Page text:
All this can be yours for the low, low price of only one (1) dead animal!
Note that very little is not nothing. The Witcher is a series proudly representing the "Dark Fantasy" and "Hard Fantasy" subgenres. This is not common in modern games that choose a fantasy setting. The main character, Geralt of Rivia, is superhuman, but not without cost, and his powers are limited and strongly dependent on temporary benefits from potions. It's not the hardest fantasy; much is left unexplained, and rules for magic are only implied for the most part, but these rules make magic something that Geralt can only hope to dabble in, having to enlist the help of others if an incantation is needed.
Typically of dark fantasy, there are monsters. Real, monstrous monsters. These things are serious threats, even the lowliest creatures capable of overwhelming the superhuman witcher if he gets sloppy. This made it essential to plan. Research on monsters paid off, and potions could be prepared to trivialize the proceedings. This was what really set the game apart for myself and many others: cleverness was rewarded. It all made one feel like a real, professional monster hunter.
Dark fantasy always has even more to offer on the darkness of people than on monsters, of course, and this is one of the reasons for the, shall we say, prominent role of promiscuity in the game. Had this been the only factor, the treatment of sex could have added an interesting context to the story; after all, Geralt may be a superhuman mutant, but even monster slayers need to relax, and they always say that prostitution is the oldest profession, so isn't it dishonest to pretend it doesn't happen?
What motivated the notorious "sex cards", though? That's no secret for those of us who have heard of dopamine: it's a reward.
Dopamine, pictured here putting ideas in your head.
The treatment of the witcher's sexual encounters as eye candy for the dogged (no pun intended) male player with a healthy appreciation for naked ladies didn't have to undermine the more substantial characterization aspects of this unrestrained inclusion of sex into the storyline, but it did, and this was largely due to a doctrine of quantity over quality. Had every encounter other than your run-of-the-mill working girl been given sufficient context to make the motivations of all parties involved congruous with their characterization up to that point, these events could have been engaging, but as it is the sheer volume of these cards made the women seem like doors for which the player had to fetch the right keys. Even one of the more prominent characters said little more than "insert rose prior to inserting thingy." It was jarring and bespoke a treatment of sex as nothing but a short fetch quest when it could, and perhaps should have been a means to humanizing the virtual humanoids and leading the player to genuinely care about the targets of his "witcher's sword".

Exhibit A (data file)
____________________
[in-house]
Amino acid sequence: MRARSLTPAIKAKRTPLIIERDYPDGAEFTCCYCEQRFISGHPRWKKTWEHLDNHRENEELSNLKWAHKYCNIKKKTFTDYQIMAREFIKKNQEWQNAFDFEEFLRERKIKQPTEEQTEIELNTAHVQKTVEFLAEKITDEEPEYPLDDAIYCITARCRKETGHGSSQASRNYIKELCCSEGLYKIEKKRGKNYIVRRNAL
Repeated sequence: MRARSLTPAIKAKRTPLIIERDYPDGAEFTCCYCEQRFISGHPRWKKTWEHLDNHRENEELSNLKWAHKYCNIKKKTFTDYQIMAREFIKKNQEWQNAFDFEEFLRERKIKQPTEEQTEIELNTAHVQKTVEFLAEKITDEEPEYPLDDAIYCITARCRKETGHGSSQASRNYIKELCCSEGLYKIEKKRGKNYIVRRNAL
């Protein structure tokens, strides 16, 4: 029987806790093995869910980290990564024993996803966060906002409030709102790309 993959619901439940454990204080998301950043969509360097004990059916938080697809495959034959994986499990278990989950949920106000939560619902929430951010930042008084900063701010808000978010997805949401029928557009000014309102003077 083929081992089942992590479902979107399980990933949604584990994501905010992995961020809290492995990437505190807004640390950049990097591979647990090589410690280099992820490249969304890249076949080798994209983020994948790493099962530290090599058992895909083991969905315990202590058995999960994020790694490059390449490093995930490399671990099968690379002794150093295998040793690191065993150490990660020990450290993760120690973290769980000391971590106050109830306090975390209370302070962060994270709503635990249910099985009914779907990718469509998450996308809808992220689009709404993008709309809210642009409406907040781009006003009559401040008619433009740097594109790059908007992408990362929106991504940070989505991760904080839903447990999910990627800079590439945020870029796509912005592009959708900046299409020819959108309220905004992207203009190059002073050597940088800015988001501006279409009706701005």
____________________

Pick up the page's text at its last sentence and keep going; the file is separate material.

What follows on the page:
The Witcher did right by broaching the subject at all, which is more than most games do outside of the explicitly explicit. It also did so without much compunction, bringing it up in a very blase way with intent to titillate, with no shame. Compared to the more bashful approach of other companies, such as BioWare, in which the picture of sex is infantilized by self-conscious dialogue, this unfettered attitude has at least the promise of sexy times without sacrificing the tone of the story or the integrity of the characters' personalities.
No game has yet been able to get the erotic right, but treating sex as what it is, just something people do, and ideally exploring the different reasons they do it, that goal is attainable. Graphics won't even play that much of a role in the right hands, so long as those hands grope and caress our brains in all of the right places.